The UIO man left the door hanging and I went to pack a bag and find men’s clothing to change into. We would leave once she got home. There was a camp grounds a few hours from the city that had cabins to rent. It would be a good place to rest up and sort things out in my head. Oh, my poor head. I had lost count of how many times I had been knocked out over the past thirty six hours, four maybe? Any more than twice was serious enough. Trying to figure out how many was an exercise in futility. I might as well have been in a coma. I knock on the doorframe.
I sit by the window with my backpack. The few things I had in her apartment fit into the one bag. I didn’t dare go to my own. With the way they searched this place, I expected my building to be leveled. In relative safety the few oxygenated cells in may start going to work. Setting aside the obtuse reality of modern Nazi, secret multi-national detectives, and Hitler’s secret gold, left me to realize that all I had was the obtuse realities and the further realization that no amount of trash talk was going to get me out of the situation smelling like new car.
I check the wall clock. She was close to running late. The clock was shaped like a cat, its eyes scanning the room once a second. I questioned him, why he hadn’t backed me up earlier. Left, right, left, right, tick, tock, tick, the time began to wear me anxious. I tossed my papers into the bag and made my way for the stairs.
It was stupid to have waited so long to get her and get out. The entire morning! Giving them a chance to notice me gone, to go look for me, for her. I found myself running down the street despite my injuries. My feet hitting the ground twice as often as the cat scanned the kitchen. I stop, and stand holding my knees as I wait for the train. My head had opened up from the sweat and the pressure, I was dripping. A homeless man reeking of urine gives me some space. He train pulls in. Her train continues on. The platform clears and she is not here.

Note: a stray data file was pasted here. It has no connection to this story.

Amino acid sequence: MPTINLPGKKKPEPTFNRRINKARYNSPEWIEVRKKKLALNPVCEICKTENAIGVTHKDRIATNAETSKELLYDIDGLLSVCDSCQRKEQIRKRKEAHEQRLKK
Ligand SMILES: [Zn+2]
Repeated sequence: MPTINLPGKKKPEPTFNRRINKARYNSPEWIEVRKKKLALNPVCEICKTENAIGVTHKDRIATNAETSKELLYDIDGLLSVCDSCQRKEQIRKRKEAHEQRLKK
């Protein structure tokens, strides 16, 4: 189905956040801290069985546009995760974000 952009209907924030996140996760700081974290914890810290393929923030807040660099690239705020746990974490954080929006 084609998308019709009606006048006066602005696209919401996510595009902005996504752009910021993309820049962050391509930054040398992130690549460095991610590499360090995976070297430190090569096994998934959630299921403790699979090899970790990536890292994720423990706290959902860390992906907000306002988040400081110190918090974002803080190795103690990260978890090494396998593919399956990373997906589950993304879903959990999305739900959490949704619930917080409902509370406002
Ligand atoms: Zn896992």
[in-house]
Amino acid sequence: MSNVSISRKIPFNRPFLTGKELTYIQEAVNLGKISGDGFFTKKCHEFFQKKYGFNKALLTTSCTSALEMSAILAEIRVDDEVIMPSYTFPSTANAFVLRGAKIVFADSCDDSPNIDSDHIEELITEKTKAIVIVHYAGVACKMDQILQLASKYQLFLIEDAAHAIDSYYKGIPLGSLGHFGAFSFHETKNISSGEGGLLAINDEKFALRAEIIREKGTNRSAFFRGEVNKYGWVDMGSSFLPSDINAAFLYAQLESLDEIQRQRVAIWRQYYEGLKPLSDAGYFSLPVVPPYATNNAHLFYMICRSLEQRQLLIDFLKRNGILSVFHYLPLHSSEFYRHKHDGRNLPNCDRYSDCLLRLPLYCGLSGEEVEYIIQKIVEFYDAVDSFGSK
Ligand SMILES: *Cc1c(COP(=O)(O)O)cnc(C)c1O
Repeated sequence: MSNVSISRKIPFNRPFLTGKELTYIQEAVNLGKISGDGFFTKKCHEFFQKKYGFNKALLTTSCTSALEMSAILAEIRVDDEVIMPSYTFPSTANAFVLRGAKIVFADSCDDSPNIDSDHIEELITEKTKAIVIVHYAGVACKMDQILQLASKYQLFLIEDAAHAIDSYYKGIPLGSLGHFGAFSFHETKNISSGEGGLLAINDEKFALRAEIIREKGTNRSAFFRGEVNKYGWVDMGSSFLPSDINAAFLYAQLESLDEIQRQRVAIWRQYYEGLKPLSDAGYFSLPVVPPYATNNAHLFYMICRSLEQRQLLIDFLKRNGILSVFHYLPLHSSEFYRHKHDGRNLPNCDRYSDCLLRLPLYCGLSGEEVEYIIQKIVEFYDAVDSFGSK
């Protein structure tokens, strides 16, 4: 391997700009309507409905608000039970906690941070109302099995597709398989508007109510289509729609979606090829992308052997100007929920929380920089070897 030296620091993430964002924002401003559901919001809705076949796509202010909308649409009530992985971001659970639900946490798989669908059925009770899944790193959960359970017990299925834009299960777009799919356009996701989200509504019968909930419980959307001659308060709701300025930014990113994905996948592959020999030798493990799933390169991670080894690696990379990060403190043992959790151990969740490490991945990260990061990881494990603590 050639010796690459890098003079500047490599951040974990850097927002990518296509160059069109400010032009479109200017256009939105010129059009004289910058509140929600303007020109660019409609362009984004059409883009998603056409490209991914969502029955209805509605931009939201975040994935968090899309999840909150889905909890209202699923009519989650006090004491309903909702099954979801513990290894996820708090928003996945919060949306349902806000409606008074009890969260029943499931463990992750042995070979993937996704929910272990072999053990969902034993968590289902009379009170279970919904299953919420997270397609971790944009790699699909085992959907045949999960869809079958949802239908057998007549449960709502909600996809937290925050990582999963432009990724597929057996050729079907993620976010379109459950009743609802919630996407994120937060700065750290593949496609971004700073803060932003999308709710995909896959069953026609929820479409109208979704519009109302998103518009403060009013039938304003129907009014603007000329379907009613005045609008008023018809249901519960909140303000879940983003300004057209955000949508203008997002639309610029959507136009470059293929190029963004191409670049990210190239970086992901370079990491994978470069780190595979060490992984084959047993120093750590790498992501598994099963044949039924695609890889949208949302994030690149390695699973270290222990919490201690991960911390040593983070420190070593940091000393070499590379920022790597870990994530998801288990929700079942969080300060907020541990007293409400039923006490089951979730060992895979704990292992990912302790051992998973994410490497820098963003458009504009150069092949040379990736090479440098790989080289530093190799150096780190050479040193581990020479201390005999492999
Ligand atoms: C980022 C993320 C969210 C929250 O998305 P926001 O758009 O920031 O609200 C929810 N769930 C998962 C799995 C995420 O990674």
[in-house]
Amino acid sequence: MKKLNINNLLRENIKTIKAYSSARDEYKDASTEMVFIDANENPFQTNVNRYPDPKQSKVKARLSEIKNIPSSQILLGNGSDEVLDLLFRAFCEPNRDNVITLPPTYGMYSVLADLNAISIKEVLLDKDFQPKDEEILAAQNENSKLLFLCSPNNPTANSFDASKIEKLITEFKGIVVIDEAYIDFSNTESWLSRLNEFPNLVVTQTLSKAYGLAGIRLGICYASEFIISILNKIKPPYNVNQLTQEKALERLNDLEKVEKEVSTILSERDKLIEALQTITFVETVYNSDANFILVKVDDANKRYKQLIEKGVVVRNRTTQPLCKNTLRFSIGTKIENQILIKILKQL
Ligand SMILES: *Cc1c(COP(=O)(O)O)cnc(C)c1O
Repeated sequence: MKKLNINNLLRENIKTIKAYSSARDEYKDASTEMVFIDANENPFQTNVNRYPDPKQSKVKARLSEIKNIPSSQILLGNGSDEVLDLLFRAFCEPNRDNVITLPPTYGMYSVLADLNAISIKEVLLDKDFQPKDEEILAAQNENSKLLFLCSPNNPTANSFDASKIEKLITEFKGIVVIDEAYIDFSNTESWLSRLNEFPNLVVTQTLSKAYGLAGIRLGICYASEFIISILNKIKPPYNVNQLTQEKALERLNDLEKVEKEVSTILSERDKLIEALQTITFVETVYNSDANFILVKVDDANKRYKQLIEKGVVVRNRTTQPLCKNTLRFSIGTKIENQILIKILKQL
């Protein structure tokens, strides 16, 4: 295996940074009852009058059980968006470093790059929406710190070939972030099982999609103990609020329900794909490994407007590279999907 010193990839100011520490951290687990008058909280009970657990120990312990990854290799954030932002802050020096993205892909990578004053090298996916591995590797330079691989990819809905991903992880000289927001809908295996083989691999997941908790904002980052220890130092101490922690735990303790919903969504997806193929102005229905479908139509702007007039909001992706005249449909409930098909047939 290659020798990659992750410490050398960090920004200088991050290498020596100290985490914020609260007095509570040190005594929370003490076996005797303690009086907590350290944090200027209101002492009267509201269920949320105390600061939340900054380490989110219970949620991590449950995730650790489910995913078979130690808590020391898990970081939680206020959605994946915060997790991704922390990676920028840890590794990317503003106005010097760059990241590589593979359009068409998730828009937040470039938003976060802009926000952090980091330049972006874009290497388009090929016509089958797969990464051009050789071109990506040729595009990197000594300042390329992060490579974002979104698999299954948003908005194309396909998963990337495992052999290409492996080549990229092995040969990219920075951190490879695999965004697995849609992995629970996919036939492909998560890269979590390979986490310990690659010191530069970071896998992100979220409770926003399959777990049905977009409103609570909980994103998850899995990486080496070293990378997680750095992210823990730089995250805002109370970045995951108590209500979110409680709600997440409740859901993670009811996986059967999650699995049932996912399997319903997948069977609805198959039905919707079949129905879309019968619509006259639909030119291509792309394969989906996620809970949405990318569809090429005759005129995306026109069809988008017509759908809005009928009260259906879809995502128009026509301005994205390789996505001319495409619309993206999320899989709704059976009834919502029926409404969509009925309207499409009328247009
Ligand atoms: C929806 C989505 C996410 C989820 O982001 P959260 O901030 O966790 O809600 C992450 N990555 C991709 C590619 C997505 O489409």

I remember the sound of my feet slapping against the pavement. I looked like I was running from a serial killer. Half dressed, bleeding, sweating, and sobbing. I looked like a drug addict after a hit and run. Three nine minute miles later I am in front of her hospital. Out of shape, gasping and heaving. I throw up. Through my blurry eyes I see the big and thin man come out the front door. They are alone, unless they get to me. I turn to run and nearly pass out.
I turn back to see them even closer. They are acting very casual, I must look worse than I imagined. They would be on me soon, and it was unlikely that I was going to be able to put up a fight. They split up and move to both ends of the sidewalk. Doubled over I turn and look into traffic. If I make a scene, and don’t get hit, I might get out of this.
I hit the curb and a two toned green Buick nearly hits me. The breaks make a louder noise than the horn and the UIO man sticks his head out the window. Through the rear window I see her climb over the front seats and pop the back door open. “Lets go!” one or both of them yell. I must have looked like the happiest man in the world.